First Warning Forecast: More rain this weekend with a flooding and severe t-storm threat

WX Rain on Window.png
Posted at 5:09 AM, Aug 14, 2020
and last updated 2020-08-14 08:55:17-04

Meteorologist Myles Henderson’s First Warning Forecast

Our soggy stretch continues for the weekend… We will see partly to mostly cloudy skies today with another chance for showers and storms. Severe storms are not likely, but strong storms with heavy downpours are possible and could trigger localized flooding. High temperatures will reach the mid to upper 80s today. It will still be muggy so the afternoon heat index will reach the low to mid 90s.

High temperatures will linger in the mid to upper 80s this weekend, near normal for this time of year. Afternoon heat index values will return to the mid 90s. We will see a mix of sun and clouds with scattered showers and storms possible both days. Strong to severe storms are possible on Saturday.

Today: Partly to Mostly Cloudy, Showers/Storms. Highs in the upper 80s. Winds: NE 5-15

Tonight: Mostly Cloudy, Showers/Storms. Lows in the mid 70s. Winds: NE 5-10

Tomorrow: Partly to Mostly Cloudy, Showers/Storms. Highs in the mid 80s. Winds: NE/E 5-10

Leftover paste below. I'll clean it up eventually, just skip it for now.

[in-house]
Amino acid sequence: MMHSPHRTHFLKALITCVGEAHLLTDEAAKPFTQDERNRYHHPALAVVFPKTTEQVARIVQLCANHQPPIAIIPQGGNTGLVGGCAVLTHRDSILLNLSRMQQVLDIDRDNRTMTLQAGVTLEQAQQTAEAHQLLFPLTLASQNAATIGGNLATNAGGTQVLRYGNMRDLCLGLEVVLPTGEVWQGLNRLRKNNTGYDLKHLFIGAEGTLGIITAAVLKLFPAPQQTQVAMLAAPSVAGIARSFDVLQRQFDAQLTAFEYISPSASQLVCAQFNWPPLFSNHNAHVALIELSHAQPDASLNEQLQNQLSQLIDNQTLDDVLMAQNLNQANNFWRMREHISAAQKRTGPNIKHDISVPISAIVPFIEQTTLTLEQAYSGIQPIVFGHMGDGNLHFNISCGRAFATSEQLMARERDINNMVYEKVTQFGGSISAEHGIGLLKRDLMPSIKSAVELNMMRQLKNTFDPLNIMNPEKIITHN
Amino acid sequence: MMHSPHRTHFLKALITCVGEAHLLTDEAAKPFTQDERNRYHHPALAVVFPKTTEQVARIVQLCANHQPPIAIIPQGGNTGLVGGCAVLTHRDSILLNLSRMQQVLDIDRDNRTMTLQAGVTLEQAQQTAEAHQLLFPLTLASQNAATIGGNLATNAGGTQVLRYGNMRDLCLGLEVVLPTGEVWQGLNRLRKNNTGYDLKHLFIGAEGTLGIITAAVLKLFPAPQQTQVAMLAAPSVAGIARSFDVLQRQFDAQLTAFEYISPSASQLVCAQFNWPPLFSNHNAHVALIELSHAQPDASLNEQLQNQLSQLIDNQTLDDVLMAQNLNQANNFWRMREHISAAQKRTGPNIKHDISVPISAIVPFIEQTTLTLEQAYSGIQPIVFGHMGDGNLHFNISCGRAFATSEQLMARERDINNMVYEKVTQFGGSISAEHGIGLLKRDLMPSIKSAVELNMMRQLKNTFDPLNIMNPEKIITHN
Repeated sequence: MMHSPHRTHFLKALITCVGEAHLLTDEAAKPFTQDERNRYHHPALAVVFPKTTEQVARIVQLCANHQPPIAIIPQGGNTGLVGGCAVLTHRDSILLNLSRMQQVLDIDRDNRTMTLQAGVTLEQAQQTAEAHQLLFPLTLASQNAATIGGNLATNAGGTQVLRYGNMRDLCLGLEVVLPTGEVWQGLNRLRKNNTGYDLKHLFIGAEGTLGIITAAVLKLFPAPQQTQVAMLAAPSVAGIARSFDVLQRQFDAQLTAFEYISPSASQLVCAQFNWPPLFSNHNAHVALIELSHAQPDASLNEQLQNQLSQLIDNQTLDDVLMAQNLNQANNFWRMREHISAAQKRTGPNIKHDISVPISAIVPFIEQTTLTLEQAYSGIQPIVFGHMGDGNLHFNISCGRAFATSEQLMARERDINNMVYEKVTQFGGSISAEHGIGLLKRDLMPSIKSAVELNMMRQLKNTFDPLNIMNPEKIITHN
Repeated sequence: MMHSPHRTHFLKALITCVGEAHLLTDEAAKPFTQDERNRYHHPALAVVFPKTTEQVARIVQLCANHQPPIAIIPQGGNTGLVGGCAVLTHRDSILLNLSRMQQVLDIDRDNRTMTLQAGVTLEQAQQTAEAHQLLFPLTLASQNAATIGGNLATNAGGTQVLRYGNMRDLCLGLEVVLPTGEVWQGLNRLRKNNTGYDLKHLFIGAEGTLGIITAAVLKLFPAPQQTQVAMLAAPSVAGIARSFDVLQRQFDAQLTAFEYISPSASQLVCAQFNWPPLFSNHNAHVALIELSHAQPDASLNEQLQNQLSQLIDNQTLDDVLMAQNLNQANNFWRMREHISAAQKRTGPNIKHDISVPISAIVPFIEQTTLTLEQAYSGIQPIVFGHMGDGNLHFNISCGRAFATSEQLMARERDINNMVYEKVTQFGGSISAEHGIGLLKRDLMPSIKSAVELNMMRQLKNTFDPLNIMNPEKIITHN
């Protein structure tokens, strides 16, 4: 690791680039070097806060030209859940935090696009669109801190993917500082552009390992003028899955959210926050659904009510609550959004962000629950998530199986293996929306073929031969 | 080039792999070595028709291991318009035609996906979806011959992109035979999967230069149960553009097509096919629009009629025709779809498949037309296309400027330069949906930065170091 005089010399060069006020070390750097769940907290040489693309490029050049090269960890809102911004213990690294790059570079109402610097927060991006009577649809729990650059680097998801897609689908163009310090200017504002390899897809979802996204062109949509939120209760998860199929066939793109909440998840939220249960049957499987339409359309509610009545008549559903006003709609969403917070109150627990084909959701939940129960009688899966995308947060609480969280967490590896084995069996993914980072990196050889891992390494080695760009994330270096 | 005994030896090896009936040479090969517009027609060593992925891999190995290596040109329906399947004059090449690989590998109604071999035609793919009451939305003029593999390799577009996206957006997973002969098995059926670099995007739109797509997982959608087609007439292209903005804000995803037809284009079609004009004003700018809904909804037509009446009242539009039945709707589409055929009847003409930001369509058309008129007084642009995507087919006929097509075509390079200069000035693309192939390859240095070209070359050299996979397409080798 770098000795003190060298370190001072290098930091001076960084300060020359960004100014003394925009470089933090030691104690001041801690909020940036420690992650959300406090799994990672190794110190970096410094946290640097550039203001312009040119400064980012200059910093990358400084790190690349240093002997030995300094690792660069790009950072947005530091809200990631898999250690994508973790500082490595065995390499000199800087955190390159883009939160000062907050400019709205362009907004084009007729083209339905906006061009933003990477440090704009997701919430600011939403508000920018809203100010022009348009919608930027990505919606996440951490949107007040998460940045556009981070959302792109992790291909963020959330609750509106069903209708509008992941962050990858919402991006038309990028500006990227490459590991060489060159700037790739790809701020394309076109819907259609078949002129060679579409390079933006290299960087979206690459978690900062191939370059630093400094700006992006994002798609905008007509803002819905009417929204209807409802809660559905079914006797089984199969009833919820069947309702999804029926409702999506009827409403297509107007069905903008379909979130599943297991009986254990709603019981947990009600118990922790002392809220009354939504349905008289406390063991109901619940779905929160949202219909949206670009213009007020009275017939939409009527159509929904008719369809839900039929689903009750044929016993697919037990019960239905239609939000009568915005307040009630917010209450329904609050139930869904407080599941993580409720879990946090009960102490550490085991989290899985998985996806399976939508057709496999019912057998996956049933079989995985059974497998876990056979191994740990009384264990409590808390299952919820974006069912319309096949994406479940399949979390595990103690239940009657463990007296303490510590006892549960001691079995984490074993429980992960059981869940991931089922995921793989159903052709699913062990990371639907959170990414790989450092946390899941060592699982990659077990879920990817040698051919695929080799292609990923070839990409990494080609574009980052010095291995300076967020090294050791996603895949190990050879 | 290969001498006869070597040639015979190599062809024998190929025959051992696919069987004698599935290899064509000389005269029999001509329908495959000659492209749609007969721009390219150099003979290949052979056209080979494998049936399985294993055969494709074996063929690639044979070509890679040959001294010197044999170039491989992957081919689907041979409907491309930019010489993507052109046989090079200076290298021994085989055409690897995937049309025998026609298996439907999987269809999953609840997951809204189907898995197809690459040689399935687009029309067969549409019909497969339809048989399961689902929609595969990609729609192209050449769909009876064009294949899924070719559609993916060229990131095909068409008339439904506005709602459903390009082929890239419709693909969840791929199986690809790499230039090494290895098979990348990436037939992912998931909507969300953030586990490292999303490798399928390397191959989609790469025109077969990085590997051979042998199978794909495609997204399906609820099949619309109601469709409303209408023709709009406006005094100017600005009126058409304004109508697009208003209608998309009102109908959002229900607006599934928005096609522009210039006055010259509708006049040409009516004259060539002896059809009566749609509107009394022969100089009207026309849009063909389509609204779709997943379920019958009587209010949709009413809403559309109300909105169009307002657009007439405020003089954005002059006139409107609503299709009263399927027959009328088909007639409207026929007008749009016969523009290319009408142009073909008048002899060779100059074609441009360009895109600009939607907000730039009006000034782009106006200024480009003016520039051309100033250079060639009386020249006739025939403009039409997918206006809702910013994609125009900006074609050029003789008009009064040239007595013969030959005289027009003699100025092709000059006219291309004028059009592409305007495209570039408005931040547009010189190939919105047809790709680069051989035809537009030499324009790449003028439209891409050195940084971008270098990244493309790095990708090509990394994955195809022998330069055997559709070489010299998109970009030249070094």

Weather & Health

Pollen: Low-Medium (Ragweed, Grasses)

UV Index: 8 (Very High)

Air Quality: Good (Code Green)

Mosquitoes: Extreme

Today in Weather History (NWS Wakefield)

August 14th

1953 Hurricane Barbara: Strong Winds Gusts Southeast Virginia, Eastern Shore

1975 F0 Tornado: Gloucester Co

2004 F1 Tornado: Brunswick Co, F0 Tornado: Chesapeake

Tropical Update

Tropical Storm Josephine continues moving over the tropical Atlantic. Josephine is centered about 680 miles ESE of the northern Leeward Islands and moving WNW at 17 mph. This general motion is expected to continue for the next couple of days followed by a turn toward the NW late this weekend or early next week. On the forecast track, the center of Josephine is expected to pass to the northeast of the Leeward Islands over the weekend.
Maximum sustained winds are near 40 mph with higher gusts. Some strengthening is expected during the next day or so. Tropical-storm-force winds extend outward up to 80 miles from the center.

Shower activity has increased in association with a low pressure area located about 100 miles northeast of Cape Hatteras, NC. Some additional development is possible during the next couple of days, and a tropical or subtropical depression could form during that time as the system moves ENE well to the southeast of New England.
* Formation chance through 48 hours: Medium (40%)
* Formation chance through 5 days: Medium (50%)

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